Rarotonga is another one of those places not on my must-visit list, but when it
appeared on the horizon as we cruised the South Pacific I felt an overwhelming pull to go
ashore and experience it. The magnetic effect may have come from some other source, or
it may have been the iron content of the rocks on the volcanic island that rises from the
Pacific – what ever it was we went ashore.
The island is the largest island in a group collectively known as the Cook Islands.
It is the seat of government for the self-governing island country, in free association with
New Zealand. During our visit we learned that Medicare is available for $5.00 a month,
underwritten by New Zealand.
The 15 islands that make up the country are so small they do not have any lakes;
rainwater is held in ponds for human consumption. Only the largest of these islands have
streams that drain away rainwater.
The day we visited, the docking was beset by what I considered a heavy rain but
was little more than a heavy mist for the residents. We tendered ashore and arrived on
land by about 9 a.m. which is a late start for me most days, but since the island is only 93
sq. miles it still gave us time to experience most of the sights and smells of the volcanic
Our first stop was the national museum, which did not allow pictures and was
housed in a rather small two-story building. There was only one stairway going to the
upper level, which spoke to the fire regulations of the place. Overall it was a bit of a
yawner, and I was not sure there was much that was worth photographing so I was not
upset by the regulations.
We then made our way to a marketplace that was closing early because it was
Saturday. I bought a brightly coloured shirt for my collection and decided since it was
Saturday perhaps we would treat ourselves to a malted beverage. We did get directions to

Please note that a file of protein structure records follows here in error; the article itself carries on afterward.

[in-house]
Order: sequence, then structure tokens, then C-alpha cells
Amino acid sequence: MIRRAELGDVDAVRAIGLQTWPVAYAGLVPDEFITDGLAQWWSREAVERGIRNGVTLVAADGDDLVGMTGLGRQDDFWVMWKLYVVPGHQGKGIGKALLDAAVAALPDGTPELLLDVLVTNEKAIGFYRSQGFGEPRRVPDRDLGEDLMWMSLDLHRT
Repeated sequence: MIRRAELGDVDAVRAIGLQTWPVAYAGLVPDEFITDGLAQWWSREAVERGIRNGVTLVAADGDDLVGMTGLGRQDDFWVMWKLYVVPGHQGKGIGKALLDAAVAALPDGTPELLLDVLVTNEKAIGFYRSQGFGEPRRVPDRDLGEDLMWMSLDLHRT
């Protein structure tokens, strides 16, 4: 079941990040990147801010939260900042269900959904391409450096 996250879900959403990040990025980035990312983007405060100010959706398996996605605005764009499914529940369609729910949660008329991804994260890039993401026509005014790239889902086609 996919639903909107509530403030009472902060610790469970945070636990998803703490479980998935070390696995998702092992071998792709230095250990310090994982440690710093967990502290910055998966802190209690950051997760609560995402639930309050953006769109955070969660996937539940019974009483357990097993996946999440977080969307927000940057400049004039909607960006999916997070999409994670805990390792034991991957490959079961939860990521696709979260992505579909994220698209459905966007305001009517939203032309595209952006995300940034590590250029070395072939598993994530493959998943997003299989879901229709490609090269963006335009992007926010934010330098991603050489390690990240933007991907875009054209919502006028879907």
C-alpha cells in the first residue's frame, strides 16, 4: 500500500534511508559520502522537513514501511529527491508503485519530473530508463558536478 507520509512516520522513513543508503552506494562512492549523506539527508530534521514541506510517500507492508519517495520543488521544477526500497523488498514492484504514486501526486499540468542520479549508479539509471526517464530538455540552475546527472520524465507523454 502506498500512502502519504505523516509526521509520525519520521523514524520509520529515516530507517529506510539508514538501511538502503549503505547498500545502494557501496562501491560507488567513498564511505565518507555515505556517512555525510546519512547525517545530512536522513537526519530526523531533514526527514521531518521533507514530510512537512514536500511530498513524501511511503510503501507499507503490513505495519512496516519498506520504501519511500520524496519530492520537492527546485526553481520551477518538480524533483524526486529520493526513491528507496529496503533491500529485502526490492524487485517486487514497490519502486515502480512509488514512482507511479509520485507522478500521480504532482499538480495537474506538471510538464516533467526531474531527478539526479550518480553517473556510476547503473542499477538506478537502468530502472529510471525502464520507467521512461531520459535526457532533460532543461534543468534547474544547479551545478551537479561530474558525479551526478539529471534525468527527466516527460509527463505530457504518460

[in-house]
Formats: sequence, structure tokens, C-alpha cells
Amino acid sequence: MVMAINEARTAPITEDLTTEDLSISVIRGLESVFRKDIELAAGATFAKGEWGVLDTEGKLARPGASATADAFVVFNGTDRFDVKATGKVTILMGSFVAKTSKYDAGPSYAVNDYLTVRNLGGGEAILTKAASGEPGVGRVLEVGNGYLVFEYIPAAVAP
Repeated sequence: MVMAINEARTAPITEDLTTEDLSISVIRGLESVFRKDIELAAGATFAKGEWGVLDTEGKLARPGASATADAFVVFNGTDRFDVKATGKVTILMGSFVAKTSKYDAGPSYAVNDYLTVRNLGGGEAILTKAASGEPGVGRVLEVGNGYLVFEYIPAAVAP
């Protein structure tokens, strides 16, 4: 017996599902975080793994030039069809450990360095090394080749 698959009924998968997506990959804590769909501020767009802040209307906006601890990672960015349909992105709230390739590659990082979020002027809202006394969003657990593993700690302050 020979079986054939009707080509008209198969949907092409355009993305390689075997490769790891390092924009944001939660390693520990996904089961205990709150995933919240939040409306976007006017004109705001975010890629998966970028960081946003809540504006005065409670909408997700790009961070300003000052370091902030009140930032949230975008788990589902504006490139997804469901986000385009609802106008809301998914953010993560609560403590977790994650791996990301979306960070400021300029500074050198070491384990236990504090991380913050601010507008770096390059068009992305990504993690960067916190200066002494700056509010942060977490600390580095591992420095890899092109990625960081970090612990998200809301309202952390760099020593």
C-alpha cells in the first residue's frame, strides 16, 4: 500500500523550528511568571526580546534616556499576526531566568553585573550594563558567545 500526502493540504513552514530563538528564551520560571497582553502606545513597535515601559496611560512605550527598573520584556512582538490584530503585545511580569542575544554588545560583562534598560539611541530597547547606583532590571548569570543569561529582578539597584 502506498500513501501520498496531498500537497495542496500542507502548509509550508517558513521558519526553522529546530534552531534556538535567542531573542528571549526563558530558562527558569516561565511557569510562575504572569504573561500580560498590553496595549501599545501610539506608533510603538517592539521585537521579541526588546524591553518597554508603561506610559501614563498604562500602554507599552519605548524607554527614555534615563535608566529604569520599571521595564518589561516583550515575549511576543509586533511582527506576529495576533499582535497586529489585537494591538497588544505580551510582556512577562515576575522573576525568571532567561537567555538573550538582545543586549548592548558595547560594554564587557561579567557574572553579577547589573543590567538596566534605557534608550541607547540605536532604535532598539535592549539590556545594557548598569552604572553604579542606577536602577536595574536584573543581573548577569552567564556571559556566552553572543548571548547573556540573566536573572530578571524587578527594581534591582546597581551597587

a liquor store across the street, I ventured toward it and found that the island had its own
brewery. When I asked for a can of the local product the clerk asked if I wanted it
opened, and yes I did.
It is unusual to be in the area of ships docking and a tourist market and not be able
to find a bar, but that is precisely the situation that we faced. I was not too upset by the
circumstance but did voice my surprise as we sat under a tree near the sidewalk. A lady
walking by heard my plea and said there was a bar up the street but it was too far to walk;
she offered us a ride.
Sandra, I and another couple piled into this lady’s compact car and she drove us to
a bar. As we exited the vehicle she asked what time our ship departed and promised she
would be sure to come and pick us up to get back to the dock in time. How can you argue
with an offer like that?
We entered Trader Jacks and sampled his wares, Tropical Cyclones, Mojitos, and
a TJ Special. Personally, I stayed with the Matutu Celebration Beer and felt more aware
of my surroundings and the time. At the prescribed hour our new friend returned and
picked us up for the trip back to the docks. My five beers from the grocery store were still
on the floor where I had left them. I have the highest regard for the honesty of the people